A new method of testing drugs has been developed by scientists – without the use of animals.

Presented at the 247th National Meeting & Exposition of the American Chemical Society, scientists say they have developed a method of determining drug safety and drug interactions without testing on animals.

Chemosynthetic livers are catalysts that act similarly to an enzyme known as cytochrome P450. These catalysts are substances that speed up processes that either would not happen or would occur very slowly.

Mukund Chorghade, chief scientific officer of drug research company Empiriko Corporation, said: "Researchers in drug discovery make small quantities of new potential drug compounds and then test them in animals. It is a very painstaking, laborious and costly process. Frequently, scientists have to sacrifice many animals, and even after all that, the results are not optimal."

Normally, to test a new drug, scientists test the compound on animals to find out if it is toxic before taking it to the clinical trial stage.

This is done through a process called metabolic profiling – after an animal is given the drug, the scientists look to see if it does what it is supposed to until it is broken down by the liver.

While the EU has banned animal testing, it still takes place in countries across the globe

Researchers then look for molecular byproducts, which are often responsible for horrible side effects that prevent a potential drug being used on humans.

Instead of testing on animals, chemosynthetic livers act as stand-ins, so researchers can work out metabolic profiles of drugs by mixing them in test tubes.

"These chemosynthetic livers not only produce the same metabolites as live animals in a fraction of the time," Chorghade said, "but they also provide a more comprehensive metabolic profile, in far larger quantities for further testing and analysis."

Chemosynthetic livers, or Biomimiks, have not yet been approved to replace animal testing, but the team is optimistic about their future. Chorghade said so far they have tested 50 drugs and the catalysts have accurately mimicked how the human body would process them.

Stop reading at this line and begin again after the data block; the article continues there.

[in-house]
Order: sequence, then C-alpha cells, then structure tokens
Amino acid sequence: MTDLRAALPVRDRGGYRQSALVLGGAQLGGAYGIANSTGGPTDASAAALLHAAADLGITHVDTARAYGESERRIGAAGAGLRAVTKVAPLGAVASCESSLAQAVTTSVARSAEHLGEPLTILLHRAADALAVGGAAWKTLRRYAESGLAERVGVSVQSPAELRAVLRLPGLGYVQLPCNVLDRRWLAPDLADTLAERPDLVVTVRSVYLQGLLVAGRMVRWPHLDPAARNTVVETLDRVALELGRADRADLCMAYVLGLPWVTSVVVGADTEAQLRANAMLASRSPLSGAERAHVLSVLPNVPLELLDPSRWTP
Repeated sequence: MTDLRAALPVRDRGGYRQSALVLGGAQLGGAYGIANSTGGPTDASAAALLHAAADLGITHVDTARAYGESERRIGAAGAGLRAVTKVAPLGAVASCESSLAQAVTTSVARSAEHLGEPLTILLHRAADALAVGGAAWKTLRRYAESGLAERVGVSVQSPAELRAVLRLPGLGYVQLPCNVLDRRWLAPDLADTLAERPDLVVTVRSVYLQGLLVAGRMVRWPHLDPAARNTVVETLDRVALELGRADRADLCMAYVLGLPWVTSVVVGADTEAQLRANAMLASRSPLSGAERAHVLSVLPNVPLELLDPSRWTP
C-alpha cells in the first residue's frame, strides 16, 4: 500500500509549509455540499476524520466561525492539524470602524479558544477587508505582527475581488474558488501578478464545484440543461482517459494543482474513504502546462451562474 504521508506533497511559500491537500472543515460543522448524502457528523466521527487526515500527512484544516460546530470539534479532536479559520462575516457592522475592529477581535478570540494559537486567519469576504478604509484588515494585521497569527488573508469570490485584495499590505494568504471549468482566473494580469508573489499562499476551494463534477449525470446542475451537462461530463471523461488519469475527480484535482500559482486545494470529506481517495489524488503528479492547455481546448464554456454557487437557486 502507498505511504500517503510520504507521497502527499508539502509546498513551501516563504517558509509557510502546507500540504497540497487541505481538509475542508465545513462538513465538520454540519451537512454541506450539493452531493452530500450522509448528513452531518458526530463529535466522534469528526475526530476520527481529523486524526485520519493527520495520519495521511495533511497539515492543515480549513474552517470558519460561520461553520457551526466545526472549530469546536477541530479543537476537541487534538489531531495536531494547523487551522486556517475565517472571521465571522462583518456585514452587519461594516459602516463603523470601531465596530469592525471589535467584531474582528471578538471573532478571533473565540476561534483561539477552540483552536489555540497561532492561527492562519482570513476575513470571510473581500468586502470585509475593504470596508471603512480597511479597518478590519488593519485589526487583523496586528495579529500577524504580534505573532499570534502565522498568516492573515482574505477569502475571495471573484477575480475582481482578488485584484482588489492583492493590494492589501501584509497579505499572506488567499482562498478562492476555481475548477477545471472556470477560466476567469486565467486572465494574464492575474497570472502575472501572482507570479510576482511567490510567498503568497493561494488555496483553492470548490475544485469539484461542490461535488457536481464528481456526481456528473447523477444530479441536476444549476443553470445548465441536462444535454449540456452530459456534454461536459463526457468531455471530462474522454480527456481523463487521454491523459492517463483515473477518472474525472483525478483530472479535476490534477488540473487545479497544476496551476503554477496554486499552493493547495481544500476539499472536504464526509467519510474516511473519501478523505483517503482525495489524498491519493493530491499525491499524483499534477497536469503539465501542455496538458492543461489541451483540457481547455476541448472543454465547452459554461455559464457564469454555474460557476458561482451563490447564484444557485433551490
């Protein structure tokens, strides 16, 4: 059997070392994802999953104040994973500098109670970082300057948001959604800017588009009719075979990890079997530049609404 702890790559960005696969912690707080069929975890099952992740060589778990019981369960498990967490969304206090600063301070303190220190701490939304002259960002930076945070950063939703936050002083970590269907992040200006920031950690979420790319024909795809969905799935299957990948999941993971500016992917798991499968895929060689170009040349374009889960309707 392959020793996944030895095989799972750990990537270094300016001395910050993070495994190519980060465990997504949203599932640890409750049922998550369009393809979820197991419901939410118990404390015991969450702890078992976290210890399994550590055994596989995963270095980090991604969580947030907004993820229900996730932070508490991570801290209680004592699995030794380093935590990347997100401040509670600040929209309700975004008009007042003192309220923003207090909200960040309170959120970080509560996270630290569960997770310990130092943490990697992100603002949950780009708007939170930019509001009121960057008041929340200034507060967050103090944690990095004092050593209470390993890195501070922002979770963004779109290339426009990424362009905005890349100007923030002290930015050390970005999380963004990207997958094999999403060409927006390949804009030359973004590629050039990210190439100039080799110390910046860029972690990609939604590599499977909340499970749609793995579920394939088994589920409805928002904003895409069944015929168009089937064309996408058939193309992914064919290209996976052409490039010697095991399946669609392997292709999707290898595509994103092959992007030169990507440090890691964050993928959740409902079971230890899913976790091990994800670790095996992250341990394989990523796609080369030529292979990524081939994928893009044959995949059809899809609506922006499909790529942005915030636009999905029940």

Once they have tested 100 drugs, they will be able to take Biomimiks to the US Food and Drug Administration requires for regulatory approval.

As well as putting an end to animal testing, Chorghade said Biomimiks could be used to see how different drugs react with one another when a person is taking multiple drugs.

Chorghade said: "The average American above 60 years of age is taking multiple drugs a day. Side effects from drug-to-drug interactions could be substantial."

In response to the announcement, a spokesman for Peta said: "Today – because experiments on animals are cruel, expensive and generally inapplicable to humans – the world's most forward-thinking scientists have moved on to develop and use methods for studying diseases and testing drugs that replace the use of animals and are actually relevant to human health.

"Studies have repeatedly shown that these new methodologies are better at modelling human diseases and predicting how drugs will act than crude animal tests, yet the government and many health charities still waste billions of pounds from taxpayers and generous donors on cruel and misleading animal experiments.

"With greater investment in exciting and progressive non-animal methods, such as chemosynthetic livers, we'd have far more promising cures and treatments and far fewer dead animals."